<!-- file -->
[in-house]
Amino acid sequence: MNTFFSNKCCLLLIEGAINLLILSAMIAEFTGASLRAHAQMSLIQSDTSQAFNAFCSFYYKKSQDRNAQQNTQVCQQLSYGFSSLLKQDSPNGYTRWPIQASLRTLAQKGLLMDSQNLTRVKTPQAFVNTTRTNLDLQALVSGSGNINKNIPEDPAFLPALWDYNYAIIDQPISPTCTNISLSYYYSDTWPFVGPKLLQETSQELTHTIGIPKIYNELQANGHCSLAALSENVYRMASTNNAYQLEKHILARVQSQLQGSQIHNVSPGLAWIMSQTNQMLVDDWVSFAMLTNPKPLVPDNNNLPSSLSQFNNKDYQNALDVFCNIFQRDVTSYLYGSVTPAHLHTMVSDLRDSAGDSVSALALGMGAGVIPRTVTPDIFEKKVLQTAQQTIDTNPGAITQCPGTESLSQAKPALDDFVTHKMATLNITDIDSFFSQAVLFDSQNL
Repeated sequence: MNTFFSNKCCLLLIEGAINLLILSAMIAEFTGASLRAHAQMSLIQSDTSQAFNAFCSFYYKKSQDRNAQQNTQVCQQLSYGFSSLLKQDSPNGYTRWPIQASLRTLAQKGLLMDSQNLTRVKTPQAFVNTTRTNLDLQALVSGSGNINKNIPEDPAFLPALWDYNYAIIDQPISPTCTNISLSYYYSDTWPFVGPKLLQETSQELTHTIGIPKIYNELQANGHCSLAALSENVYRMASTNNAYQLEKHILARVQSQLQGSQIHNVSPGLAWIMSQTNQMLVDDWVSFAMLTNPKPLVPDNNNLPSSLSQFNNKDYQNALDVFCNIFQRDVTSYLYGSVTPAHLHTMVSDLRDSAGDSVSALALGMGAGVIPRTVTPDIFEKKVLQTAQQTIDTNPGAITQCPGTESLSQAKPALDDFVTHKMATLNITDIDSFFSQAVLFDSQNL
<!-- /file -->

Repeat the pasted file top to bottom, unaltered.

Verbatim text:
[in-house]
Amino acid sequence: MNTFFSNKCCLLLIEGAINLLILSAMIAEFTGASLRAHAQMSLIQSDTSQAFNAFCSFYYKKSQDRNAQQNTQVCQQLSYGFSSLLKQDSPNGYTRWPIQASLRTLAQKGLLMDSQNLTRVKTPQAFVNTTRTNLDLQALVSGSGNINKNIPEDPAFLPALWDYNYAIIDQPISPTCTNISLSYYYSDTWPFVGPKLLQETSQELTHTIGIPKIYNELQANGHCSLAALSENVYRMASTNNAYQLEKHILARVQSQLQGSQIHNVSPGLAWIMSQTNQMLVDDWVSFAMLTNPKPLVPDNNNLPSSLSQFNNKDYQNALDVFCNIFQRDVTSYLYGSVTPAHLHTMVSDLRDSAGDSVSALALGMGAGVIPRTVTPDIFEKKVLQTAQQTIDTNPGAITQCPGTESLSQAKPALDDFVTHKMATLNITDIDSFFSQAVLFDSQNL
Repeated sequence: MNTFFSNKCCLLLIEGAINLLILSAMIAEFTGASLRAHAQMSLIQSDTSQAFNAFCSFYYKKSQDRNAQQNTQVCQQLSYGFSSLLKQDSPNGYTRWPIQASLRTLAQKGLLMDSQNLTRVKTPQAFVNTTRTNLDLQALVSGSGNINKNIPEDPAFLPALWDYNYAIIDQPISPTCTNISLSYYYSDTWPFVGPKLLQETSQELTHTIGIPKIYNELQANGHCSLAALSENVYRMASTNNAYQLEKHILARVQSQLQGSQIHNVSPGLAWIMSQTNQMLVDDWVSFAMLTNPKPLVPDNNNLPSSLSQFNNKDYQNALDVFCNIFQRDVTSYLYGSVTPAHLHTMVSDLRDSAGDSVSALALGMGAGVIPRTVTPDIFEKKVLQTAQQTIDTNPGAITQCPGTESLSQAKPALDDFVTHKMATLNITDIDSFFSQAVLFDSQNL